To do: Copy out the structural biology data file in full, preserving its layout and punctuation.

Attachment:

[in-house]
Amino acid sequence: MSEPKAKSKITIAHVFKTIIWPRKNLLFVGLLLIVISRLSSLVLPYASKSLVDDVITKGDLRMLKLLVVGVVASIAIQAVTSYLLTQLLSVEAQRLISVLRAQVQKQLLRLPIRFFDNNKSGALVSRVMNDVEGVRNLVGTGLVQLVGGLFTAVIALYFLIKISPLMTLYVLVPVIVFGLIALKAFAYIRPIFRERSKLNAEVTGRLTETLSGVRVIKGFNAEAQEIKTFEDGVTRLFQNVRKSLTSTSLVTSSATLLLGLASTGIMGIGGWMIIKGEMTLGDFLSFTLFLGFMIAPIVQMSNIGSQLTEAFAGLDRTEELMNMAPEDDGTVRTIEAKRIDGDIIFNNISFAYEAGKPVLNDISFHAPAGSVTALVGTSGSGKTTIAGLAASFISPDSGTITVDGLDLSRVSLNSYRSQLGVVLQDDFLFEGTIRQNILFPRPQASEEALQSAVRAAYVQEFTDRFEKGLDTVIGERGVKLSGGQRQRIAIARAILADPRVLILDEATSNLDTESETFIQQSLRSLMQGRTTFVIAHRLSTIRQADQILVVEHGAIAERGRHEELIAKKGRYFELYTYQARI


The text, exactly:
[in-house]
Amino acid sequence: MSEPKAKSKITIAHVFKTIIWPRKNLLFVGLLLIVISRLSSLVLPYASKSLVDDVITKGDLRMLKLLVVGVVASIAIQAVTSYLLTQLLSVEAQRLISVLRAQVQKQLLRLPIRFFDNNKSGALVSRVMNDVEGVRNLVGTGLVQLVGGLFTAVIALYFLIKISPLMTLYVLVPVIVFGLIALKAFAYIRPIFRERSKLNAEVTGRLTETLSGVRVIKGFNAEAQEIKTFEDGVTRLFQNVRKSLTSTSLVTSSATLLLGLASTGIMGIGGWMIIKGEMTLGDFLSFTLFLGFMIAPIVQMSNIGSQLTEAFAGLDRTEELMNMAPEDDGTVRTIEAKRIDGDIIFNNISFAYEAGKPVLNDISFHAPAGSVTALVGTSGSGKTTIAGLAASFISPDSGTITVDGLDLSRVSLNSYRSQLGVVLQDDFLFEGTIRQNILFPRPQASEEALQSAVRAAYVQEFTDRFEKGLDTVIGERGVKLSGGQRQRIAIARAILADPRVLILDEATSNLDTESETFIQQSLRSLMQGRTTFVIAHRLSTIRQADQILVVEHGAIAERGRHEELIAKKGRYFELYTYQARI